I’ve wanted to study Anthropology since I was twelve or thirteen years old. I can’t remember exactly what spurred me on to it – previously I’d fancied myself as a misanthrope, and wanted to study zoology and spend my days tracking platypuses/platypi/platypeople – but I suspect it had something to do with the National Geographic magazine subscription I was gifted by my parents around that time. (To be fair, I definitely still maintain some misanthropic tendencies; because let’s be real, sometimes people suck. But also… they’re kind of fascinating in their suckiness. So here I am). Though I no longer subscribe to the magazine for a number of reasons (one of which being a recognition of its problematic tendency to exoticize), at the time I loved reading and learning about different aspects of the world, both animal/botanical and human. If there’s one thing I know about myself, it’s that I love having my assumptions challenged, my certainties questioned, and my perspective(s) changed. National Geographic magazine was undoubtedly seminal in producing this self-realisation of mine, and thereby further cementing my interest in Anthropology.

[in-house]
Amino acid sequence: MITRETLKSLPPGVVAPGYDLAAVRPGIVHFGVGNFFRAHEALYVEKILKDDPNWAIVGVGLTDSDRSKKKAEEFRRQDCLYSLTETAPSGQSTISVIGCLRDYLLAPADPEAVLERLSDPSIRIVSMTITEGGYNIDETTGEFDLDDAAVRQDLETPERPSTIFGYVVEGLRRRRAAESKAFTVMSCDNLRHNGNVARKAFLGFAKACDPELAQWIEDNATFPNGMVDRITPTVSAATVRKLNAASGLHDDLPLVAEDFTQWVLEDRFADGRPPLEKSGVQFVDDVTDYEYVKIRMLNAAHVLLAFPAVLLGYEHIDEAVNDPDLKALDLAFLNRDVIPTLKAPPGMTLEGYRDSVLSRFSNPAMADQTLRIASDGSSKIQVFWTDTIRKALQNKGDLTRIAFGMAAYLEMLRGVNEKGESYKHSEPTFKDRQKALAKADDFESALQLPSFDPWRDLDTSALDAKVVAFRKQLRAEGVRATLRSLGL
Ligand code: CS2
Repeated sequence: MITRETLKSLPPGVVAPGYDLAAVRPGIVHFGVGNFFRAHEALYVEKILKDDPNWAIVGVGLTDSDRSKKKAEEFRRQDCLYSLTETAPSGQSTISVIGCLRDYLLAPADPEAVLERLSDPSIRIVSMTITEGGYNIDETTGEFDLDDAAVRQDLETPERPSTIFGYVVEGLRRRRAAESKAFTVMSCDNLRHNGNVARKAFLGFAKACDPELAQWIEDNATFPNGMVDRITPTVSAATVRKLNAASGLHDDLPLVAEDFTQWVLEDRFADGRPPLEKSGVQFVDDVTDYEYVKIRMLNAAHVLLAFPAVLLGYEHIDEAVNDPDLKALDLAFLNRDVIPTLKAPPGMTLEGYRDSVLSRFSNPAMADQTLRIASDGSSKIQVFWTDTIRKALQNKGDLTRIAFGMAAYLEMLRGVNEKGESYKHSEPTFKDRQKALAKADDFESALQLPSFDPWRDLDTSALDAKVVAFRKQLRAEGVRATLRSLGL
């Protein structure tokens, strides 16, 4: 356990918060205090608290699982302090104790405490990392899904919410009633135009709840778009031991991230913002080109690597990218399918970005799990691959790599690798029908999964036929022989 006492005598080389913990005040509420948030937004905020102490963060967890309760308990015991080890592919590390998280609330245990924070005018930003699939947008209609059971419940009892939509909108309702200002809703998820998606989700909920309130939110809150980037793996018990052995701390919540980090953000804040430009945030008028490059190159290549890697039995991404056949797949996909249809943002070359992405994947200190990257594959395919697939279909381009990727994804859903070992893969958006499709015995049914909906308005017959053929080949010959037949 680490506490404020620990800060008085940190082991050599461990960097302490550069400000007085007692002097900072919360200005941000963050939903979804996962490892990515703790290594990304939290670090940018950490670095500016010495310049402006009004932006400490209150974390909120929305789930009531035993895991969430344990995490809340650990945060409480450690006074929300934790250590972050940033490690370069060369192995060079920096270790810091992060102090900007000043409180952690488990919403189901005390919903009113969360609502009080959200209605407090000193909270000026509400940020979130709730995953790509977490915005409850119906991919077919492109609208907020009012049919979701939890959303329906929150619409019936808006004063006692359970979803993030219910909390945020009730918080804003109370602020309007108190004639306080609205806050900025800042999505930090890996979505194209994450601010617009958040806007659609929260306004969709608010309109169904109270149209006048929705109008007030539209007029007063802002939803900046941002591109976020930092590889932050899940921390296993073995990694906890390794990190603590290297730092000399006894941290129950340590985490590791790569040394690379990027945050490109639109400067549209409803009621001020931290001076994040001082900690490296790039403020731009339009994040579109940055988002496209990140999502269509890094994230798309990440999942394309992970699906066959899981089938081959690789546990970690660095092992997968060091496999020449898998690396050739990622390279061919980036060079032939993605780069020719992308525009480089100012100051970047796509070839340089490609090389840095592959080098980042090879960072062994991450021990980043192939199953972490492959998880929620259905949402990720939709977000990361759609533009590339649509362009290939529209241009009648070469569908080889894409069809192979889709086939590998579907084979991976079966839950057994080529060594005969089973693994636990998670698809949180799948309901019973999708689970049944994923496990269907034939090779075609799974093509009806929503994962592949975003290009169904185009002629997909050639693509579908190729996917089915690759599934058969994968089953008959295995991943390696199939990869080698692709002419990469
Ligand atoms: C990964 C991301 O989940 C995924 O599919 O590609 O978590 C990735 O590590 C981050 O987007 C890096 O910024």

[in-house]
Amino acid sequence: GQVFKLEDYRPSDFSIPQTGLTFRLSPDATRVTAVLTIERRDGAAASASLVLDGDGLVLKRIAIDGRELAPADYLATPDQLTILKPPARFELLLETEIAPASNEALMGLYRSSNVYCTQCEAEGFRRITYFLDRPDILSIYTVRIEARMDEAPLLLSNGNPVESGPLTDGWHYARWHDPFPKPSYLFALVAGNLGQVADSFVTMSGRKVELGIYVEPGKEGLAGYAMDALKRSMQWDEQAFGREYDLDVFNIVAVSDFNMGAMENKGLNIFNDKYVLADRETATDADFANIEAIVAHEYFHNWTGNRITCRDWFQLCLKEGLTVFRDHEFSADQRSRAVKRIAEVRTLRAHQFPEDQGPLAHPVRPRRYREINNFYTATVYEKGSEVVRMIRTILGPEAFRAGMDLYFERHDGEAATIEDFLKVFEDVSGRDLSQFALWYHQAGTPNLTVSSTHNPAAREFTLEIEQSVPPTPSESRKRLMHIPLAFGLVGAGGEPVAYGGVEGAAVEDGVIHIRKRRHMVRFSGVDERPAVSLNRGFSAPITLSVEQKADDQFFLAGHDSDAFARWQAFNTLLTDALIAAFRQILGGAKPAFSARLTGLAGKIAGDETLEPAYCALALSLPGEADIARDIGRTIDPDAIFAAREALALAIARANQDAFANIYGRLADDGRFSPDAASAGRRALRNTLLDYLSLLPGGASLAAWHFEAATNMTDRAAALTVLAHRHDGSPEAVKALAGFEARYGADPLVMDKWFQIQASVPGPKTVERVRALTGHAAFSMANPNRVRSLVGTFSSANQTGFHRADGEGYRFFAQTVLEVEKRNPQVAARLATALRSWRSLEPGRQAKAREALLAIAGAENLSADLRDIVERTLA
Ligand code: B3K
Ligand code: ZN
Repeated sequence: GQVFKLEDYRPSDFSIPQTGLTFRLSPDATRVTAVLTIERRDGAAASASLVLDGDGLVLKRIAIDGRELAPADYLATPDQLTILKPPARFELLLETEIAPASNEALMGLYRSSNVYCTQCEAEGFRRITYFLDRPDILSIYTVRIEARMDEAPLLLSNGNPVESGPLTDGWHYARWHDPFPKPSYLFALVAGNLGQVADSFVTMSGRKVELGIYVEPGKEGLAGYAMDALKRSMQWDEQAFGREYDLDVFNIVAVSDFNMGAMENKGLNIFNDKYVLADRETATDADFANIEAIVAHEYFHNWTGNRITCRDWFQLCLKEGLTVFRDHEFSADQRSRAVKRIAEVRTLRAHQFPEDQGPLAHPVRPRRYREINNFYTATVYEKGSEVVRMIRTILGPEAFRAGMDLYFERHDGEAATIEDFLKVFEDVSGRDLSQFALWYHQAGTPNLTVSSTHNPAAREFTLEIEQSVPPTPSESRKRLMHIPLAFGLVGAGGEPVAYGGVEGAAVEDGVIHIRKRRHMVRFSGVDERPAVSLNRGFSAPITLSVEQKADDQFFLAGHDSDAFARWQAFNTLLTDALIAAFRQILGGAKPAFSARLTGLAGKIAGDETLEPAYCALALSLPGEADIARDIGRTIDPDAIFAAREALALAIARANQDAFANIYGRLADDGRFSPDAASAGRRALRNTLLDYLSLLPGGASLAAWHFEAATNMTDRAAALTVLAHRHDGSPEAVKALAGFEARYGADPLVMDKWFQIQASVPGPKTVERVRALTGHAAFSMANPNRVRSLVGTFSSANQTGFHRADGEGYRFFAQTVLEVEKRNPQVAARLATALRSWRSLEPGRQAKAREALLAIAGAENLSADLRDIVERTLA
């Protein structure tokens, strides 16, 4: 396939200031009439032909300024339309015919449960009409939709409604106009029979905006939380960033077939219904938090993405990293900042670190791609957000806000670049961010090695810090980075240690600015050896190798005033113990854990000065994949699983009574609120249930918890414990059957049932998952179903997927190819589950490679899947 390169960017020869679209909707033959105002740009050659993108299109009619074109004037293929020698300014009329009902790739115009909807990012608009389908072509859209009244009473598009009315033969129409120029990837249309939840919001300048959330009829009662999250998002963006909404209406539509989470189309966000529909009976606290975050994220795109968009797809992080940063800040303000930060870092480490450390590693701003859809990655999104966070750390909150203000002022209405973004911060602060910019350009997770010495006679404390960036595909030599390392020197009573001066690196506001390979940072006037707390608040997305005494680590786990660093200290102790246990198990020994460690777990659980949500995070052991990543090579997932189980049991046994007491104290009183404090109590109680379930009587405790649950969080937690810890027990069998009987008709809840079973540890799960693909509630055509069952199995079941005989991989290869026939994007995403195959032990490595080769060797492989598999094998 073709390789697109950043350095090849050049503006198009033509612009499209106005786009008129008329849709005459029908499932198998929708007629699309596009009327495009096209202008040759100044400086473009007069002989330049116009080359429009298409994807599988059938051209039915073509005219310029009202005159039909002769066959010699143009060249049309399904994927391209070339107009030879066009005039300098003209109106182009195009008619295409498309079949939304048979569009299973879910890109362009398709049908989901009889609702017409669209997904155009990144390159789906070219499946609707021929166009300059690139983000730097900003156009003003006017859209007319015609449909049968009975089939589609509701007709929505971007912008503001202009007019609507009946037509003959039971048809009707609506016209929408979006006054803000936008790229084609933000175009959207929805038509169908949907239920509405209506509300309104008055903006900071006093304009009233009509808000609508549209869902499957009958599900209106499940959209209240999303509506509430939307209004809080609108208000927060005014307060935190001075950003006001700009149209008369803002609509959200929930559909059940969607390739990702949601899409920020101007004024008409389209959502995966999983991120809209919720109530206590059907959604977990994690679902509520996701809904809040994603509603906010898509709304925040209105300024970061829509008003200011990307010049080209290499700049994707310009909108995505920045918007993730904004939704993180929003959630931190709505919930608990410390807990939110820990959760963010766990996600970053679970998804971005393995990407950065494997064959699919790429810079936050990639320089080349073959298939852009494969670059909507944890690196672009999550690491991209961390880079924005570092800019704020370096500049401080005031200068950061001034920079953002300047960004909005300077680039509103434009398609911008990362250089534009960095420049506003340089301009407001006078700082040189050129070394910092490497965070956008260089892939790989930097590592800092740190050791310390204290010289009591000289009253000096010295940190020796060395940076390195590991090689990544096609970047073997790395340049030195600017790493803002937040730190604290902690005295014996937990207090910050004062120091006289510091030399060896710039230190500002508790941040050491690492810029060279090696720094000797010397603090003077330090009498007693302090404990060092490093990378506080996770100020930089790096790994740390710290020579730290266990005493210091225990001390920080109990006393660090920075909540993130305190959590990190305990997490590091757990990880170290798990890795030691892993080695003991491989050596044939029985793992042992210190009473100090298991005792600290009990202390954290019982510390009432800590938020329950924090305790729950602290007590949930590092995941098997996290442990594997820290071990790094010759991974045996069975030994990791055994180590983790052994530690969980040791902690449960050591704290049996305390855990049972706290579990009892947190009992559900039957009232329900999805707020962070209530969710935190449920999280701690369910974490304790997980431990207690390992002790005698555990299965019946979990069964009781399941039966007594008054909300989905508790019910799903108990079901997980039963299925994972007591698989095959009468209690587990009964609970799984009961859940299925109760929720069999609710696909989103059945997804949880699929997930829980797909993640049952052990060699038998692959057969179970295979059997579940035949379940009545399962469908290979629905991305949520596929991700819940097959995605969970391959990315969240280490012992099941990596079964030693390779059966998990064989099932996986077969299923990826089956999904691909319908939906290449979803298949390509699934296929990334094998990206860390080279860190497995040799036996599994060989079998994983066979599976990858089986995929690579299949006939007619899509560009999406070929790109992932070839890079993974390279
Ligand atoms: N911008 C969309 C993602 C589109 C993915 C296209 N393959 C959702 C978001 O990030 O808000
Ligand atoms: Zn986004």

That being said, for the first two years or so of my undergraduate degree, I struggled to pinpoint a specific interest to pursue. I already knew that I wanted to go into academic research as a career (PhD here I come!), and although there were definitely subjects I responded well to – such as Tamara Kohn’s Keeping the Body in Mind, and Monica Minnegal’s Anthropology of Nature – I still couldn’t decide for sure what avenue of research I wanted to pursue. By default, I ended up gravitating towards my other major, Criminology, and writing “something about prisons”. For this reason, I’m grateful that a mess up in my study plan forced me to complete a fourth year of undergraduate study, for although I’m still double majoring in Anthropology and Criminology, Anthropology is and will always be my first love. It was during this fourth year that I began to grow orchids as a hobby. In the space of a few months I accumulated around thirty orchids, attended several orchid shows, and purchased over a dozen books about orchids. It’s safe to say I became obsessed. Spurred on by concepts encountered in Anthropology of Nature, I began to question the cultural role of orchids, both historical and present. My thesis – which I will be completing next year – will explore specifically the relationship between orchids and colonialism. For example, many people are unaware of the fact that the vanilla plant – native to Mexico and one of the key figures in colonial agricultural trade – is an orchid (the only fruit-bearing orchid, in fact). I am fascinated by the human relationship with what we term the “natural” world, including animals, plants, and even rocks and minerals. For my PhD I am currently considering exploring the social perspective of environmental crime(s) when the “victims” are primarily plant life, and not animals.